Ed Young, pastor of Second Baptist Church, Houston, created a stir on Tuesday night when he called the Democratic Party “some kind of religion that is basically godless.”
Young was speaking at a watch party for a Republican congressional candidate who had just conceded defeat to a Democrat.
Now for a little context. Pastor Young had just referenced the case of Mark Salvas, a man in Pennsylvania who recently lost his position as the executive director of the Allegheny County Democratic Party because he was too religious.
Actually, Mark Salvas had declared his support for a white officer who recently gunned down an unarmed black man.
And the Pennsylvania Democrat wondered aloud on his Facebook page why we must ban the Confederate flag just because some crazy guy shot up a church.
Ed Young focused on the man’s comment that he stands for the flag and kneels for the cross, but it is doubtful that this reference alone would have cost the man his position.
In other words, Salvas showed the same disregard for Democrats of color that Ed Young demonstrated with his ill-considered remarks.
More context. After calling the Democratic Party a “godless religion,” Pastor Young said that every Democrat he knows personally has no respect for the sanctity of life and, so long as that remains true, God cannot bless this nation.
Let’s get something straight: most Democrats are people of faith. Evangelical African Americans comprise a huge slice of the party’s base, as do evangelical and Catholic Latinos. Jewish Democrats definitely punch above their weight on the Blue team and, especially on the east coast, the Jewish Community has supplied a large number of progressive political candidates and jurists for decades.
I have also worked with many devout Muslims who are voting blue in large numbers because they are tired of being demonized as terrorists by Republican politicians.
Many of these people (especially black evangelicals and Latino Catholics) take a conservative stance on the issue of abortion; but that single issue doesn’t determine their vote. They might wish the Democrats would focus on the moral aspect of the abortion debate instead of being so damned pragmatic and libertarian on the issue, but they have bigger fish to fry.
White mainline Protestants and Catholics split more or less evenly between the two major parties, but it is well known that 81% of white evangelicals supported Donald Trump.
In the video clip, an African American pastor claims to be surprised by Ed Young’s remarks because Democrats, Republicans and Libertarians all attend Houston’s Second Baptist Church. I am not sure that’s true. A Democrat at Second Baptist would be wise to keep her politics to herself.
Of course, the Democratic party has its share of atheists, agnostics and folks who identify as “spiritual but not religious.” Democrats in this category might respond with a shrug when they hear their party derided as “godless”. If not thinking too much about God makes you “godless”, they might think, so be it. Who gives a f–k?
And it is certainly true that the secular wing of the Democratic party tends to be predominantly white, young and stridently pro-choice. Anyone who has spent much time in Democratic politics realizes that secular whites and devout people of color don’t always see eye-to-eye. Considerable tension exists between the two camps, but they are willing to live and work together.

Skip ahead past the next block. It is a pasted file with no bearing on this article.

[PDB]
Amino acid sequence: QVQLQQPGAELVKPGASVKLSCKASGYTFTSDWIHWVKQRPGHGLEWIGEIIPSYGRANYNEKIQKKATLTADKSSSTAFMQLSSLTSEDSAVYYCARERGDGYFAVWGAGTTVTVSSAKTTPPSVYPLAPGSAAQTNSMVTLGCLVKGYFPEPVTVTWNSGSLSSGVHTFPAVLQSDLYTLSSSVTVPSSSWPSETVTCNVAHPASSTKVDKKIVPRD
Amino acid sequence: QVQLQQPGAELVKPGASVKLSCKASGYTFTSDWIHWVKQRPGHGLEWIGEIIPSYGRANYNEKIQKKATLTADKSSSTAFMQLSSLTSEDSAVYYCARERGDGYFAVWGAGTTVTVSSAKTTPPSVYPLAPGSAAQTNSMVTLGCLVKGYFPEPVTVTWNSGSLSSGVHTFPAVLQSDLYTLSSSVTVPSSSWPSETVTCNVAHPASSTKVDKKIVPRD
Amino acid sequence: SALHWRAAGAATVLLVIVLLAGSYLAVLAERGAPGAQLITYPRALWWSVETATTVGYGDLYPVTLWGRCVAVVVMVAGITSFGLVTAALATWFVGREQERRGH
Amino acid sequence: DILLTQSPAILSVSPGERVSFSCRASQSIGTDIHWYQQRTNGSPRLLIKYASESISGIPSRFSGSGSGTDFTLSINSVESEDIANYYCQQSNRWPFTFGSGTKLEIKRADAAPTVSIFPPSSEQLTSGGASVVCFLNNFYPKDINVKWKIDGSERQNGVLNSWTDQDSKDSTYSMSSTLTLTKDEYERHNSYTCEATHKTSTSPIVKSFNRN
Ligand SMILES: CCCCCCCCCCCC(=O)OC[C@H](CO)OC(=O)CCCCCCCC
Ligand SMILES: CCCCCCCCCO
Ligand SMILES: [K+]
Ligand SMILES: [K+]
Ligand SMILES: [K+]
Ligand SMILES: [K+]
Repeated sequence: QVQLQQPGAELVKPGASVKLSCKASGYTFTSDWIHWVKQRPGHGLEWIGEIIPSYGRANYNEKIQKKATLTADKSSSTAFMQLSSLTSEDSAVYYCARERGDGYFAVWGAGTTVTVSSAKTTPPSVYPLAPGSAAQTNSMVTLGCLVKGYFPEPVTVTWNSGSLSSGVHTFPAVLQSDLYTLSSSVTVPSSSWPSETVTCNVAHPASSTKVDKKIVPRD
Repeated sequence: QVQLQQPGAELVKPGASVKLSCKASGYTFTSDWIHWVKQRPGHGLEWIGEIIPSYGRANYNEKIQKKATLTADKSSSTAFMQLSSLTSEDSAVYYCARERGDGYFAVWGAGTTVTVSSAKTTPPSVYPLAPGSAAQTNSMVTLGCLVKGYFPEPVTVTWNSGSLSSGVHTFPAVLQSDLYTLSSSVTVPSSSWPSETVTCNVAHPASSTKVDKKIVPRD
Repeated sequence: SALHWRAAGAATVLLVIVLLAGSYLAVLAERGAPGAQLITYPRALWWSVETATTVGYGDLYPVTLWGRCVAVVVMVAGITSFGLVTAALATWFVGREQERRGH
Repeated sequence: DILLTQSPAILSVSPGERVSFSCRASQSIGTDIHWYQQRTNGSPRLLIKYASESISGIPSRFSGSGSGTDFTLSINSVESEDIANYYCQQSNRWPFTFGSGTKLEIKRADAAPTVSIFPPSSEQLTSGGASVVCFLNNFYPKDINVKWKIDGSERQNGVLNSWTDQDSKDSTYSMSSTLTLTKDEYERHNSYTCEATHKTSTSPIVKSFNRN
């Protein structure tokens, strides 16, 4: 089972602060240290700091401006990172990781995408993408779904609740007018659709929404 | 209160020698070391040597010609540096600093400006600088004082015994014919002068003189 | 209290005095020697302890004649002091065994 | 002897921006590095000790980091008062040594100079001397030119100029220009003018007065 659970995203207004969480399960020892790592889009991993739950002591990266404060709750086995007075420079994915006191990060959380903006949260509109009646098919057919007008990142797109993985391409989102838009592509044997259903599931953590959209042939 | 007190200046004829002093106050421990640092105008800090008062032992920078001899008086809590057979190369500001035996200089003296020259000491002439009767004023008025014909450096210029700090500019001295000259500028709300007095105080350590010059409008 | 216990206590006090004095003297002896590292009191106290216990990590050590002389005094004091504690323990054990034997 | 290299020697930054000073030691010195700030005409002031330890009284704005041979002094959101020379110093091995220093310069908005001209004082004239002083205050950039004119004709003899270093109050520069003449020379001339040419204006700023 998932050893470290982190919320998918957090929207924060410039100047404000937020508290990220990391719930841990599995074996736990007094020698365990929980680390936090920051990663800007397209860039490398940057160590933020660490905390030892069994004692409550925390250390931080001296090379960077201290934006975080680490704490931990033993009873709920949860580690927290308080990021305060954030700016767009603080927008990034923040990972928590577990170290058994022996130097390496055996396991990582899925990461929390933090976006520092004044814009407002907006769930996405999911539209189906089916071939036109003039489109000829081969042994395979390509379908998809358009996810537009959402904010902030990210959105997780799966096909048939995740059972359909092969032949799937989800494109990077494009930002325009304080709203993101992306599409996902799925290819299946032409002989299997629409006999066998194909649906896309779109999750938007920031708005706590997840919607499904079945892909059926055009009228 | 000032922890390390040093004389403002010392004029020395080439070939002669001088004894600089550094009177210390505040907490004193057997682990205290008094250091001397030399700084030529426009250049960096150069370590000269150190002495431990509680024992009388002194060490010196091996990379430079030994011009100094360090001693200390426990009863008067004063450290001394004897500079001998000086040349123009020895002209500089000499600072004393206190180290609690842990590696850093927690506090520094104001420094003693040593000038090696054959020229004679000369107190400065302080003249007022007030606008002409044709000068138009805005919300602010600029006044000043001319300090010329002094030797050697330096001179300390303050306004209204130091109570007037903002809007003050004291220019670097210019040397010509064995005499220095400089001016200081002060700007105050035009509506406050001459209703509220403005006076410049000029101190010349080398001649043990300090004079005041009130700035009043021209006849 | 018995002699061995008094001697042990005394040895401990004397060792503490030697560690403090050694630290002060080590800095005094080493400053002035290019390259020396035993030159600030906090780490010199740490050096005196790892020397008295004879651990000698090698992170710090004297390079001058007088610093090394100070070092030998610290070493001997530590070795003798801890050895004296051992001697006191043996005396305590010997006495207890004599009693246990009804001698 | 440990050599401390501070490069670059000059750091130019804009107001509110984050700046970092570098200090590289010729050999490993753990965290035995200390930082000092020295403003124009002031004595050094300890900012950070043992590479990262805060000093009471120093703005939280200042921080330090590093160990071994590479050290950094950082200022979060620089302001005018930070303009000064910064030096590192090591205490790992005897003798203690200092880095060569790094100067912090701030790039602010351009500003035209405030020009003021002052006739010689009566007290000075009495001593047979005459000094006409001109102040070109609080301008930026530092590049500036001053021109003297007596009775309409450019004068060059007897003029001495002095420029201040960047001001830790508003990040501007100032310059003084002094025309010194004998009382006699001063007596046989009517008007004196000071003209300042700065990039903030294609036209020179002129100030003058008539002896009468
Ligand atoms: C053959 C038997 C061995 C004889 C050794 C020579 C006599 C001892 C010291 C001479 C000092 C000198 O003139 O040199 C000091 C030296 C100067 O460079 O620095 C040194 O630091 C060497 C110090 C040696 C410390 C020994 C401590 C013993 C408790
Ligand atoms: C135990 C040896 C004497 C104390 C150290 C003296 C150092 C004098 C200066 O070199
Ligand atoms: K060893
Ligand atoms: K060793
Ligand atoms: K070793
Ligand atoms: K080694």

Beto O’Rourke addressed the diversity within the Democratic Party in his concession speech, saying he was proud to be part of a movement “comprised of people from all walks of life, coming together, deciding what unites us is far stronger than the color of our skin, how many generations we can count ourselves an American, or whether we just got here yesterday, who we love, we pray to, whether we pray at all, who we voted for last time, none of it matters.”
Well, it does and it doesn’t. If you are devout adherent of a faith community, “who we pray to” matters a lot. We are happy to work shoulder-to-shoulder with people of other faiths and people of no faith, but, in large part, our religion drives our political values.
Christians, Jews and Muslims all see their Creator as loving, kind and merciful. That belief has profound political implications.
Beto betrayed a perhaps unconscious secular bias when he dropped the f-bomb in the course of his concession speech. Most Democrats either got a kick out of Beto’s casual use of the f-word or didn’t attach much significance to it. But if the party really wants to bring America together, vocabulary matters.
Some people, both Democrats and Republicans, don’t want to hear their political leaders using profanity in public. Most of these people are over 65 and most of them take their religion seriously.
White secular Democrats need to stretch a bit if they genuinely wish to make room for their devout brothers and sisters. Democrats of faith tend to be conservative on the abortion issue, and that includes me. I am pro-choice but, regardless of what Ed Young might think, I take the sanctity of life very seriously. I just don’t think banning abortion would make the world safer place for the unborn any more than banning alcohol promoted public safety.
Here’s the thing, both major parties are dominated by people of faith. One party has a place for secular folk, and the other party, increasingly, demonizes the unreligious as “godless”.
The secular wing of the Democratic party will grow in size and influence in coming years because Millennials are much less religious than their parents.
Pushing out the unbelievers might work in the short-term for the Republicans, but it is suicidal as a long-term strategy.
But Democrats must come to terms with the legions of devout people, most of them people of color, who share their party affiliation. The devout and the religiously indifferent must learn to work together or nothing of lasting significance will be accomplished.